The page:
Overlake Hospital nurses and community members rallied together on the Interstate-405 overpass on June 15 to spread awareness of what they claim are unsafe management proposals that could directly impact patient care.
Represented by the Washington State Nurses Association (WSNA), which advocates for registered nurses to reach their full professional potential and focus on patient care, Overlake nurses have been in negotiations with the hospital for three months over the concerns of floating nurses outside of their specialty areas and receiving breaks every four hours.
“We’re trying to get Overlake to work with us,” said Overlake nurse, Matt Atkins. “We wanted to get the message out to the community that nurses need their rest breaks so they can come back and take care of their patients properly.”
Atkins also described the danger of floating nurses outside of their specialty areas.
“You don’t want a labor and delivery nurse to come take care of someone who just had a hip surgery. That nurse has been doing that for 10 years and they’ve been doing it very well,” he said. “When a labor and delivery nurse has to take care of an orthopedic patient, things get missed. It’s not safe for the patients.”
Andrew, another Overlake nurse, mirrored Atkins’ sentiments.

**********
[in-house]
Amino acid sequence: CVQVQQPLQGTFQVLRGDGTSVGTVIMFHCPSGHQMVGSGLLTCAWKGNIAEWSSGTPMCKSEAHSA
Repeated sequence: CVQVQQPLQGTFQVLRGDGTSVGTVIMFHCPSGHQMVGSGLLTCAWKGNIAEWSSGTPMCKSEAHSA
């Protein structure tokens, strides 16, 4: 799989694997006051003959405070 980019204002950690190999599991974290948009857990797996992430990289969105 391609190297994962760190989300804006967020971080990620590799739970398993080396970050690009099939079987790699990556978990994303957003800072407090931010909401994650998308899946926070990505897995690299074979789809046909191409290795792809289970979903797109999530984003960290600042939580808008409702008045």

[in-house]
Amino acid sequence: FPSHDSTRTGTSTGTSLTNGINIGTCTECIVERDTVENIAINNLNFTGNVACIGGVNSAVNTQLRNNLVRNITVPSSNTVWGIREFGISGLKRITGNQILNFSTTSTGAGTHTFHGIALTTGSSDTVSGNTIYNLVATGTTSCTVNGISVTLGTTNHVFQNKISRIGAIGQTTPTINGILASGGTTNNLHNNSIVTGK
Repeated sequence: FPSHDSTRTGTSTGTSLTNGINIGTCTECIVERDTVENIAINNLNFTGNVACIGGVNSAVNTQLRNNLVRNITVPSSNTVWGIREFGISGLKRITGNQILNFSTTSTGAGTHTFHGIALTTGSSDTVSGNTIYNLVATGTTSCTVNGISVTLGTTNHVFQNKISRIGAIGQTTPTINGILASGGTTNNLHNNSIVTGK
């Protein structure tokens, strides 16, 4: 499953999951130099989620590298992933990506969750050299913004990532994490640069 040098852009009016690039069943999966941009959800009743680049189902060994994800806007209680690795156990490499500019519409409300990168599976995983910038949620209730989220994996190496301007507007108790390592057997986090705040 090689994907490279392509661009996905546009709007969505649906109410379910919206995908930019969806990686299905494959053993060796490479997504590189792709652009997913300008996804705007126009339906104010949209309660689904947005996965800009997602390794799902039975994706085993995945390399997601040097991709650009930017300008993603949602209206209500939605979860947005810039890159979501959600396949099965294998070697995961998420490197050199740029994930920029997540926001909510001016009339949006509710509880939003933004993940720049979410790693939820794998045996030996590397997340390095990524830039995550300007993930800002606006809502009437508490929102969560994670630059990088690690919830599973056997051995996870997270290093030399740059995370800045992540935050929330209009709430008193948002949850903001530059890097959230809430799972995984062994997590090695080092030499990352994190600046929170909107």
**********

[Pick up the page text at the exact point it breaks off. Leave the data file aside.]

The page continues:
“When you go eight or 10 hours before you’ve sat down or ate, it’s harder to think critically in your job and that can have a real impact on patient safety,” he said. “If I were asked to float outside of my specialty of cardiac nursing, I would be very uncomfortable. There are specific things that different patient populations need and it’s not just what you know you don’t know how to do, it’s what you don’t know you don’t know how to do.”
Overlake officials could not be reached for comment.
The WSNA Director of Labor, Christine Watts, is a strong advocate for safe patient care at Overlake.
“We’re in negotiations, we’ve been coming to the table, and unfortunately, it’s taking an action like this to really waken up the administrators at the hospital that we absolutely need to have safe patient care and that includes staffing,” Watts said. “It’s all about patient safety, good care for the patients and nurses being taken care of so they can do their best.”
Watts said that Overlake Hospital wants to utilize their resources to the best of their ability. “They like to have the utmost flexibility and the least costly way to staff. By requiring nurses to ‘just be a nurse as a nurse,’ it’s obviously going to be more cost effective,” she said. “It costs less to hire the proper amount of nurses that you need and have the proper staffing.”
However, Watts argues, when the hospital isn’t staffed appropriately, “they cannot safely take their rest breaks … Nurses take their jobs seriously and will not leave their patients,” she said. An eighth negotiation meeting was held on Monday.
“We’re hoping that this [rally] serves as a wake-up call to the hospital that we are here and we’re not going to back down. We hope that we’ve sent the message loud and clear that the hospital needs to staff appropriately,” said Watts.